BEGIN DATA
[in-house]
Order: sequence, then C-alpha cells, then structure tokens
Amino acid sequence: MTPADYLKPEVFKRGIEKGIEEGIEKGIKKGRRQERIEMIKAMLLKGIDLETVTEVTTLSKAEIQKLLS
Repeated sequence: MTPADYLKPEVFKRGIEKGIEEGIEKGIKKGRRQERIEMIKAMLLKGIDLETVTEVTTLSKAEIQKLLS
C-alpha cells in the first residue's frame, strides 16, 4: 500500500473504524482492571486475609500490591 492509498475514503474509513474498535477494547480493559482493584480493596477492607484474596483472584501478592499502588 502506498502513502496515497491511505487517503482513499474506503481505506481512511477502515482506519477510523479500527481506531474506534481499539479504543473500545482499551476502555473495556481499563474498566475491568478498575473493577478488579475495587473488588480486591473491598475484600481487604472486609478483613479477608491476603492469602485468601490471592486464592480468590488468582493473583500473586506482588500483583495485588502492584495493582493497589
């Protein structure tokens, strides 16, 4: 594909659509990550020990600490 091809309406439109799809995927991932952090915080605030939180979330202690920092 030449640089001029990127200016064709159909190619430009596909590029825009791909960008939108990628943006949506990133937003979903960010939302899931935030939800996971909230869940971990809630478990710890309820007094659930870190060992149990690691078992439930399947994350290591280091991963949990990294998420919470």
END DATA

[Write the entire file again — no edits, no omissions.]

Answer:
[in-house]
Order: sequence, then C-alpha cells, then structure tokens
Amino acid sequence: MTPADYLKPEVFKRGIEKGIEEGIEKGIKKGRRQERIEMIKAMLLKGIDLETVTEVTTLSKAEIQKLLS
Repeated sequence: MTPADYLKPEVFKRGIEKGIEEGIEKGIKKGRRQERIEMIKAMLLKGIDLETVTEVTTLSKAEIQKLLS
C-alpha cells in the first residue's frame, strides 16, 4: 500500500473504524482492571486475609500490591 492509498475514503474509513474498535477494547480493559482493584480493596477492607484474596483472584501478592499502588 502506498502513502496515497491511505487517503482513499474506503481505506481512511477502515482506519477510523479500527481506531474506534481499539479504543473500545482499551476502555473495556481499563474498566475491568478498575473493577478488579475495587473488588480486591473491598475484600481487604472486609478483613479477608491476603492469602485468601490471592486464592480468590488468582493473583500473586506482588500483583495485588502492584495493582493497589
């Protein structure tokens, strides 16, 4: 594909659509990550020990600490 091809309406439109799809995927991932952090915080605030939180979330202690920092 030449640089001029990127200016064709159909190619430009596909590029825009791909960008939108990628943006949506990133937003979903960010939302899931935030939800996971909230869940971990809630478990710890309820007094659930870190060992149990690691078992439930399947994350290591280091991963949990990294998420919470």